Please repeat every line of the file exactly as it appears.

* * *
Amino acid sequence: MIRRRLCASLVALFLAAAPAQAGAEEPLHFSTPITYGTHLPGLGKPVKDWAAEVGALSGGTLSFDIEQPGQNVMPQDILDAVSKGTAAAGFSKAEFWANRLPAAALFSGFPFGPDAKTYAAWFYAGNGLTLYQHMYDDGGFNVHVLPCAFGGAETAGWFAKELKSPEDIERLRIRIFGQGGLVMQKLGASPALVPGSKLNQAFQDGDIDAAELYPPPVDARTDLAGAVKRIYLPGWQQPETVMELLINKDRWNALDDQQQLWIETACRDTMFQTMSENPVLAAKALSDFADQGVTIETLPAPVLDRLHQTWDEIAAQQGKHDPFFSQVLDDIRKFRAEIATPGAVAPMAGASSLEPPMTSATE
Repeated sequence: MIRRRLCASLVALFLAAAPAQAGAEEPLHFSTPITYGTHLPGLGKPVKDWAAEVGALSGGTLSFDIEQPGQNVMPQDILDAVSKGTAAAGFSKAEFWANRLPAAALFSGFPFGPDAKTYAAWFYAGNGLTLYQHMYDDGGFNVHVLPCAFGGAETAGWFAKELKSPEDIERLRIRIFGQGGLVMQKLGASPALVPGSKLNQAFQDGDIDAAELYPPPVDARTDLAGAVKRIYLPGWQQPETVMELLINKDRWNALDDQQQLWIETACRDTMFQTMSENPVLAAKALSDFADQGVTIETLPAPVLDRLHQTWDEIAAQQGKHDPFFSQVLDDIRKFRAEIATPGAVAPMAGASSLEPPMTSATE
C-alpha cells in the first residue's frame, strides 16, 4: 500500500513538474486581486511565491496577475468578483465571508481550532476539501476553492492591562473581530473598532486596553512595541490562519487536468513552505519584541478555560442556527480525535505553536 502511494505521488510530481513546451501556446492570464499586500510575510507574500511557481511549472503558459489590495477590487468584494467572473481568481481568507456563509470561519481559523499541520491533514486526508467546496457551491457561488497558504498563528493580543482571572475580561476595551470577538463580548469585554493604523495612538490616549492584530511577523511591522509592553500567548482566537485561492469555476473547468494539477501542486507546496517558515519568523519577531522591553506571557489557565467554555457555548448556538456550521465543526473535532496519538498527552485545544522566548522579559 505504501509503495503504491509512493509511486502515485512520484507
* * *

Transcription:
Amino acid sequence: MIRRRLCASLVALFLAAAPAQAGAEEPLHFSTPITYGTHLPGLGKPVKDWAAEVGALSGGTLSFDIEQPGQNVMPQDILDAVSKGTAAAGFSKAEFWANRLPAAALFSGFPFGPDAKTYAAWFYAGNGLTLYQHMYDDGGFNVHVLPCAFGGAETAGWFAKELKSPEDIERLRIRIFGQGGLVMQKLGASPALVPGSKLNQAFQDGDIDAAELYPPPVDARTDLAGAVKRIYLPGWQQPETVMELLINKDRWNALDDQQQLWIETACRDTMFQTMSENPVLAAKALSDFADQGVTIETLPAPVLDRLHQTWDEIAAQQGKHDPFFSQVLDDIRKFRAEIATPGAVAPMAGASSLEPPMTSATE
Repeated sequence: MIRRRLCASLVALFLAAAPAQAGAEEPLHFSTPITYGTHLPGLGKPVKDWAAEVGALSGGTLSFDIEQPGQNVMPQDILDAVSKGTAAAGFSKAEFWANRLPAAALFSGFPFGPDAKTYAAWFYAGNGLTLYQHMYDDGGFNVHVLPCAFGGAETAGWFAKELKSPEDIERLRIRIFGQGGLVMQKLGASPALVPGSKLNQAFQDGDIDAAELYPPPVDARTDLAGAVKRIYLPGWQQPETVMELLINKDRWNALDDQQQLWIETACRDTMFQTMSENPVLAAKALSDFADQGVTIETLPAPVLDRLHQTWDEIAAQQGKHDPFFSQVLDDIRKFRAEIATPGAVAPMAGASSLEPPMTSATE
C-alpha cells in the first residue's frame, strides 16, 4: 500500500513538474486581486511565491496577475468578483465571508481550532476539501476553492492591562473581530473598532486596553512595541490562519487536468513552505519584541478555560442556527480525535505553536 502511494505521488510530481513546451501556446492570464499586500510575510507574500511557481511549472503558459489590495477590487468584494467572473481568481481568507456563509470561519481559523499541520491533514486526508467546496457551491457561488497558504498563528493580543482571572475580561476595551470577538463580548469585554493604523495612538490616549492584530511577523511591522509592553500567548482566537485561492469555476473547468494539477501542486507546496517558515519568523519577531522591553506571557489557565467554555457555548448556538456550521465543526473535532496519538498527552485545544522566548522579559 505504501509503495503504491509512493509511486502515485512520484507